The new German parliament has begun meeting for the first time since elections in September, which have not yet produced a new government.
The chairmanship of the parliament has changed party hands
By law, legislators had to meet within 30 days of the vote, but the two biggest groups are still in talks on forming a coalition.
They elected Norbert Lammert, from the Christian Democrats (CDU), as speaker.
Talks between the CDU, its CSU sister party and the leftist Social Democrats (SPD) now focus on common policy.
Mr Lammert, 56, was elected by a large majority - 564 votes out of 607.
An MP for the CDU for 25 years, he succeeds SPD member Wolfgang Thierse.
It is thought the coalition negotiations could continue into November.
1. Christian Democrats/Christian Social Union (CDU/CSU): 226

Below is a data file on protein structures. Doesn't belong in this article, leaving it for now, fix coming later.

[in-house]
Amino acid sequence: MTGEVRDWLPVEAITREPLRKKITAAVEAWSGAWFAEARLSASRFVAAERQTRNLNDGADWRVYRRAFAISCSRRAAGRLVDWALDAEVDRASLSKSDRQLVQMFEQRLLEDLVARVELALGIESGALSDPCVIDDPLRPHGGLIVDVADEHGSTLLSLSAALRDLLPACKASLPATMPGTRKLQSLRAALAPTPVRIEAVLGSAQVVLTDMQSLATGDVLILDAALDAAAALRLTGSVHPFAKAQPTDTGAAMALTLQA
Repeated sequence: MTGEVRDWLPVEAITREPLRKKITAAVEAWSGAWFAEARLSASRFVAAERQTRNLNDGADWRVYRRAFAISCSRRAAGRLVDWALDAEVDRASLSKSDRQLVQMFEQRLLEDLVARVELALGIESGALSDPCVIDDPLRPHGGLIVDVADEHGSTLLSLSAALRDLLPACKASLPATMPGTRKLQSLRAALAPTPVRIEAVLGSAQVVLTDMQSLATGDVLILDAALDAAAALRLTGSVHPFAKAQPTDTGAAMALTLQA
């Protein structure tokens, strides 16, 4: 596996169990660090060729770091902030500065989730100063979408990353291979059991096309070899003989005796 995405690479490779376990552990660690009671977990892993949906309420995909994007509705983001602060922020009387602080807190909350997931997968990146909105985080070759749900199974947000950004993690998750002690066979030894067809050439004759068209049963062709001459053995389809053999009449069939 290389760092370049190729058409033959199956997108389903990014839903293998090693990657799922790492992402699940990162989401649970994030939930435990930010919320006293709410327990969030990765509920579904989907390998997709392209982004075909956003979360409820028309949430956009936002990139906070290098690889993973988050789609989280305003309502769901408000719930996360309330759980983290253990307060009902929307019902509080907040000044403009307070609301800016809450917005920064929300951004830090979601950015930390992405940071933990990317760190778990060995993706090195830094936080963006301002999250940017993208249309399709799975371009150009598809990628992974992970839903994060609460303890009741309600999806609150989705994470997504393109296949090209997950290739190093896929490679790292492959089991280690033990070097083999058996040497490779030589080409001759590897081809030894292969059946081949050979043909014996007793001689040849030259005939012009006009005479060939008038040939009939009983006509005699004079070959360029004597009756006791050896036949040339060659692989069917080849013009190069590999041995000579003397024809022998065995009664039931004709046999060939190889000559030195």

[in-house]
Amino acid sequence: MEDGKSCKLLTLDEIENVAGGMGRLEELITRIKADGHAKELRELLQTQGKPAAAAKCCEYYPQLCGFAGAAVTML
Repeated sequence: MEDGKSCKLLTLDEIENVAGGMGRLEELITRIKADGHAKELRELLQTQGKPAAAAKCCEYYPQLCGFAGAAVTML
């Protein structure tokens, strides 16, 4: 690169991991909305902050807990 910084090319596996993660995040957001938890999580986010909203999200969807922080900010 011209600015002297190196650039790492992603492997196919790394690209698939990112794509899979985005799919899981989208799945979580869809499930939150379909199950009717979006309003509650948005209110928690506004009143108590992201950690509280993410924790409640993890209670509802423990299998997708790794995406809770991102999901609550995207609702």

2. Social Democrats (SPD): 222
3. Free Democrats (FDP): 61
4. Left Party: 54
5. Greens: 51
Chancellor-designate Angela Merkel's Christian Democrats and their CSU allies, which together emerged just four seats ahead of the SPD in September's election, have eight posts in the new cabinet.
This is the same number as the SPD, who struck a hard bargain with the CDU in return for allowing Mrs Merkel the chancellery.
The chosen ministers can only take up their posts once the coalition talks are successfully concluded.
Ms Merkel is calling for flexibility in the negotiations while saying that cutting unemployment and Germany's huge budget deficit will be her priorities.
However, the SPD has said it will resist any dramatic reform of the country's labour markets.
The two parties have already held three rounds of exploratory talks.